Uber will cease operating in Colombia at the end of the month, the company said in a statement.
The decision — the latest blow to the rideshare company — comes after protests from Colombian taxi drivers that Uber was breaking the rules of the country’s taxi market.
According to a lawsuit from the opposition company, Uber had an unfair advantage over other taxis because it did not have to pay the same regulatory fees that other taxis were subject to.
Uber appealed the decision by saying that it was “arbitrary,” noting that the ruling did not ban its companion service Uber Eats.
Colombia was not Uber’s largest market, with only about 88,000 drivers and 2 million customers. But the fact that the ruling caused the company to suspend services in the country shows that regulation has the power to seriously hamper companies as large as Uber.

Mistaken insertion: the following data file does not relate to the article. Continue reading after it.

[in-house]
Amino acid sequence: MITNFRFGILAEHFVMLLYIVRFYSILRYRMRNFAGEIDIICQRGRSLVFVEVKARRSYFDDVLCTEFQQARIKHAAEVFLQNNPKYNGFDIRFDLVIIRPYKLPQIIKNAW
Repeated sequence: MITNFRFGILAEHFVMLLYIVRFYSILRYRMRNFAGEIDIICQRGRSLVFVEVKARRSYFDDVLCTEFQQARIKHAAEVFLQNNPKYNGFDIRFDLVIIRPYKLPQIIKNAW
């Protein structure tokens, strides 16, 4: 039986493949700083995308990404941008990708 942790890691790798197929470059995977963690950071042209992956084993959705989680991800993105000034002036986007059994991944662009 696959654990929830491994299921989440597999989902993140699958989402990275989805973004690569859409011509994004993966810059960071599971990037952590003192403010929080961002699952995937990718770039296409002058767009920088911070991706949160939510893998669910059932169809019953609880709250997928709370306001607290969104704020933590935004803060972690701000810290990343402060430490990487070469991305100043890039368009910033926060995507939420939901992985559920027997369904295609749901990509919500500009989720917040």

Uber is facing adversity elsewhere, too, as London decided to strip Uber of its license to operate there last November. The reasoning for that was over safety concerns and false identities used by some drivers.
Uber had around 3.5 million customers and 45,000 drivers in London at that time, and it has said it will be appealing the decision.
And, it has got challenges in the U.S. as well, mostly in the form of California’s new AB 5, which requires gig economy workers for companies like it to be classified as employees, rather than contractors.
The wording of the bill drastically restricts which workers can be classified as contractors. According to the bill, employees must do work outside of the usual scope of a company’s business to be classified as contractors.
In response to that bill, Uber will launch an ad campaign to try and take it down in the next election. Its position is that the law is too broad and arbitrary, targeting some companies like Uber and leaving others out.